According to classical homeopathic teaching, the more dilute a solution is, the stronger its effect as a medicine. Compare dissolving an aspirin in a glass of water to dropping an aspirin into a lake, and stirring the lake vigorously. According to human intuition, the aspirin dissolved in the glass of water would be more likely to cure a headache. but according to homeopathy, a glass of the aspirin/lake water solution would be more effective. This effectiveness is called ‘potency’ by homeopaths. Most homeopathic remedies are so dilute that they contain no molecules of the medicine at all. 
To give an idea of the scale of dilution involved in creating homeopathic medicine, a 6X decimal potency homeopathic medicine is diluted 1 part medicine to 1 million parts water. This is equivalent to dissolving 1 teaspoon of salt into 2800 litres of water (1120 2.5 litre soft drink bottles). However, a 6X decimal potency is a relatively concentrated homeopathic medicine; the more commonly used 12C potency medicine has roughly the same concentration as half a teaspoon of salt dissolved in all the water on the earth. 
Vital force 
According to homeopaths, the increased effectiveness of dilute solutions is due to energy produced when the medicine bottle is diluted and then banged ten times against an elastic surface. Homeopathic medicine is unique, according to the theory of Hahnemann, because the dilution and shaking of the medicine gives it a ‘spirit-like power to alter man’s state of health’. 4 According to Hahnemann, ‘the organism will be powerfully affected and taken possession of by the power of even a very small dose of a medicinal substance’.5 In his Organon of Medicine, Hahnemann described how the ‘animal magnetism’ generated by Franz Mesmer (1734 – 1815) was able to redistribute the body’s vital force, even without bodily contact: 
I find it necessary to allude here to animal magnetism, as it is termed, or rather Mesmerism (as it should be called in deference to Mesmer, its first founder [...] It is a marvellous, priceless gift of God to mankind by which by means of which the strong will of a well intentioned person upon a sick one by contact and even without this and even at some distance, can bring the vital energy of the healthy mesmerizer endowed with this power into another person dynamically (just as one of the poles of a powerful magnetic rod upon a bar of steel).
Homeopaths have sought for many years to Mind an explanation for this ‘spiritual energy’ contained within homeopathic medicines. However, spiritual energy is not only common to homeopathy. We have mentioned Mesmer, but the vital force or energy tradition has developed, over time, under different names. For example, Madame Blavatsky’s occult Theosophist movement described it as ‘auric’ or ‘astral force’. Blavatsky (1831-1891) was also a great proponent of homeopathy, and like Hahnemann, she recognised that homeopathy and mesmerism are complementary.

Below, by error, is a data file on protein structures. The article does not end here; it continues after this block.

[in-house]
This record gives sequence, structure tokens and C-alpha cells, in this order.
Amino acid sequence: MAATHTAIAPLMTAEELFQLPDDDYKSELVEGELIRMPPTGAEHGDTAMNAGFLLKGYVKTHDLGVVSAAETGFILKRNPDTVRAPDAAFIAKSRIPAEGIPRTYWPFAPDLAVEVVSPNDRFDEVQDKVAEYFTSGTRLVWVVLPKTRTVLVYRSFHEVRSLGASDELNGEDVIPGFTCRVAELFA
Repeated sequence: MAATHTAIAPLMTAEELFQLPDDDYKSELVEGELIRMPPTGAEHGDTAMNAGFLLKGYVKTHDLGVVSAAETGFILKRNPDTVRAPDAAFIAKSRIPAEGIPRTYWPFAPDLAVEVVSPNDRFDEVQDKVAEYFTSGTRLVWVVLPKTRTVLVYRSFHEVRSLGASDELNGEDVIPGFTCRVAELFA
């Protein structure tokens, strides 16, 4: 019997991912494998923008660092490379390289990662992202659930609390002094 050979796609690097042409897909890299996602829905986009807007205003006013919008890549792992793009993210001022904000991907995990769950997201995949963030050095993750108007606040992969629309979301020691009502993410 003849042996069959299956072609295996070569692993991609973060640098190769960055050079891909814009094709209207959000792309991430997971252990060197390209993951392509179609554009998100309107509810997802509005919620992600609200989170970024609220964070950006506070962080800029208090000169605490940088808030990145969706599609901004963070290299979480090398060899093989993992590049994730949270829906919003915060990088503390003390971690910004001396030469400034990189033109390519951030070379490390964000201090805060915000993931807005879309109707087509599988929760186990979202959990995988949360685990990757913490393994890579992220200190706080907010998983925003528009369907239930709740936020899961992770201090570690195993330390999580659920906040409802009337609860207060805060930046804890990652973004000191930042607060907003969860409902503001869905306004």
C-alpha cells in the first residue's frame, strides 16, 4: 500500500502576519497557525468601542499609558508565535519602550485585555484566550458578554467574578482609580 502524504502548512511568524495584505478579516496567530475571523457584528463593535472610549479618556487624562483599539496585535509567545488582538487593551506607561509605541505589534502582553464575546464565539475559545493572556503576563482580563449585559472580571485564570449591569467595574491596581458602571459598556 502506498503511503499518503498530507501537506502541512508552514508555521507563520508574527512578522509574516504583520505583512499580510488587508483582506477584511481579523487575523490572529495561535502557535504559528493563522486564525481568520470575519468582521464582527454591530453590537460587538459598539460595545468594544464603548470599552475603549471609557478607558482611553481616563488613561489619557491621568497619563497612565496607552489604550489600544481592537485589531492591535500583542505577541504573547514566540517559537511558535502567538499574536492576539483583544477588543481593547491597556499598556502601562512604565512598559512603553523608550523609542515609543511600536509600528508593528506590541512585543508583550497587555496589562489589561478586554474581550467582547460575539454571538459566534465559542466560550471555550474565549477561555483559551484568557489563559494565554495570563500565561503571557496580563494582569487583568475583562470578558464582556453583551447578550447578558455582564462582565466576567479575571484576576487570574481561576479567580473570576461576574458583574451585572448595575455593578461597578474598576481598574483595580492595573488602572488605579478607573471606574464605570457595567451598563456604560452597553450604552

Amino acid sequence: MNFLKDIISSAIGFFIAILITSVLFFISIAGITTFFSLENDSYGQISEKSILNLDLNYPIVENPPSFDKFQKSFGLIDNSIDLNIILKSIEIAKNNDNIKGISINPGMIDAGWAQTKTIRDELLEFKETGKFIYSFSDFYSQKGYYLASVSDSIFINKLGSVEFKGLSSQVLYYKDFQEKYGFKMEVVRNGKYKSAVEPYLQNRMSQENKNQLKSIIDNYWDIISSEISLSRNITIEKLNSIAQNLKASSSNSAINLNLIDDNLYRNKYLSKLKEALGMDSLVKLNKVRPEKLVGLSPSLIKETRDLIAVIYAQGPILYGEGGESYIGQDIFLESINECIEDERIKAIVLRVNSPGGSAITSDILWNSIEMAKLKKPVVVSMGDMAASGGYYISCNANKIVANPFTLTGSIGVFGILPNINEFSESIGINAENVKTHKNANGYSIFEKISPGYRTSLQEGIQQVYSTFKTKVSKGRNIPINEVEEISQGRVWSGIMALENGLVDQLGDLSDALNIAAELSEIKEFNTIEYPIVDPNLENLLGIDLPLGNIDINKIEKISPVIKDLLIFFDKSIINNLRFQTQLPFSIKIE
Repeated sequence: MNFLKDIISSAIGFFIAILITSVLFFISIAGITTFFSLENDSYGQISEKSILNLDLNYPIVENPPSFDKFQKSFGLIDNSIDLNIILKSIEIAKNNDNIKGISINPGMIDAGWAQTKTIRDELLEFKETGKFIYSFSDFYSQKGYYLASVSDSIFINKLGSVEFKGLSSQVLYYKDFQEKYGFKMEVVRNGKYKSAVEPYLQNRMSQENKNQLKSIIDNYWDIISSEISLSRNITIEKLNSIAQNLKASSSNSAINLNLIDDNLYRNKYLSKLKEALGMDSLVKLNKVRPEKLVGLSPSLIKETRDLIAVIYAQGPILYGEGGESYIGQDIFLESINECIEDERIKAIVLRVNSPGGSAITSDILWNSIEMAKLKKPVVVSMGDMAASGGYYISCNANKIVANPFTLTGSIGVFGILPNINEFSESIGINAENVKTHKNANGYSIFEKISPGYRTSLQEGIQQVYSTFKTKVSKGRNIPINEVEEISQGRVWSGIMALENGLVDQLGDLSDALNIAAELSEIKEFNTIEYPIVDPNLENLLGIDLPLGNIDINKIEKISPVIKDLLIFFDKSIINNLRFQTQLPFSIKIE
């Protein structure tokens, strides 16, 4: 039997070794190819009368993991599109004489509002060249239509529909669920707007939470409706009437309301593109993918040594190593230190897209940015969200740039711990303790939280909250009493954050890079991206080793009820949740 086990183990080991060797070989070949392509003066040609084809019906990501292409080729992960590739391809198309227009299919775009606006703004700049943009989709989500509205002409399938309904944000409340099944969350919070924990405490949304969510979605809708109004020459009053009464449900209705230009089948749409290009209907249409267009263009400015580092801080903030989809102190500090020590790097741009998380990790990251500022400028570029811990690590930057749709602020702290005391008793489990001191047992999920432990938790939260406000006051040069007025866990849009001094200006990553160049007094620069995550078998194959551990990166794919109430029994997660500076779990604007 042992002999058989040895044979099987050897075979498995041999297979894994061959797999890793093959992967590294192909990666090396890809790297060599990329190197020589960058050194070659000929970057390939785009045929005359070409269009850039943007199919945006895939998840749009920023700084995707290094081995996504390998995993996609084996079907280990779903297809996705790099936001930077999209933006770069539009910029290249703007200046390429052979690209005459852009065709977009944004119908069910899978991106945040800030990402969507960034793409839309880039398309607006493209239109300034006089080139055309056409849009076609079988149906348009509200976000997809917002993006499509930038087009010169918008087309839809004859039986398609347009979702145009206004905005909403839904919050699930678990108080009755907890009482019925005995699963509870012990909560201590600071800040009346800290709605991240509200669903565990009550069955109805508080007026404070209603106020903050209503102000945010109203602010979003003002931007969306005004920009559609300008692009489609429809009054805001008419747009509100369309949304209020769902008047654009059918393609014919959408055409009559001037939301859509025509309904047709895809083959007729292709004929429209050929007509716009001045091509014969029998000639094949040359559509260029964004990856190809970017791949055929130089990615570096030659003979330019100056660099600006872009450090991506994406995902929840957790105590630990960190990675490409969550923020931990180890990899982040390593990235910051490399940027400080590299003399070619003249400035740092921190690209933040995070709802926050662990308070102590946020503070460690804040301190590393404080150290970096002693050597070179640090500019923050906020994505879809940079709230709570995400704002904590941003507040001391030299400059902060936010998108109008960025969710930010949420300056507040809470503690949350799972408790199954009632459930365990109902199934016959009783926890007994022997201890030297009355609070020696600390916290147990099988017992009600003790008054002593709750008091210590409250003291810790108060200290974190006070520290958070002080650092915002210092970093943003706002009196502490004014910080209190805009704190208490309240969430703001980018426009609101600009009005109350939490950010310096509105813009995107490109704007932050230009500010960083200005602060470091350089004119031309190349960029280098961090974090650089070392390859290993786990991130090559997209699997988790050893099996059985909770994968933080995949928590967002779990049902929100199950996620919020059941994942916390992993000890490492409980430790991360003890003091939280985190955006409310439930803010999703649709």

How do homeopathic medicines work? 
It is beyond argument that many people have been helped by homeopathic medicine. However, how it works on a molecular level (if it does) is still disputed. Although a detailed analysis of the state of ‘pro’ and ‘anti’ homeopathic research is far beyond the scope of this article, it is fair to say that the positions of the two groups are now well entrenched. Homeopaths still remain convinced of the validity of experiments that scientists reject as unreliable. The debate over the effectiveness of homeopathy is not new, and it is unlikely to be settled one way or the other in the new future. Indeed, as Edzard Ernst, retired Professor of Complementary Medicine at the University of Exeter, points out, detailed scientific comparisons were undertaken in the German Third Reich, instigated no doubt, by supporters of homeopathy such as Rudolf Hess and Heinrich Himmler: 
During the Third Reich the (mostly pro-homeopathy) Nazi leadership wanted to solve the homeopathy question once and for all. The research programme was carefully planned and rigorously executed. A report was written and it even survived the war. But it disappeared nevertheless – apparently in the hands of German homeopaths. Why? According to a very detailed eye-witness report [cited in article] they were wholly and devastatingly negative.
Water memory 
One explanation for the effectiveness of homeopathic remedies in high dilution is the theory known as water memory. This theory, as the name suggests, is based on the idea that the water molecules that surround a molecule of medicine in solution can remember the shape of that molecule even when it is no longer present. 
The Benveniste group’s claim, in 1988, to have found water memory caused a considerable stir in scientific circles.8 Unfortunately, other scientists were unable to replicate the results of this paper, with the exception of the Ennis group at Queen’s University Belfast.9 Their results, in turn, could not be reproduced by other research groups, and the fact that no follow-up papers have been published by Ennis would indicate that the research was flawed in some way.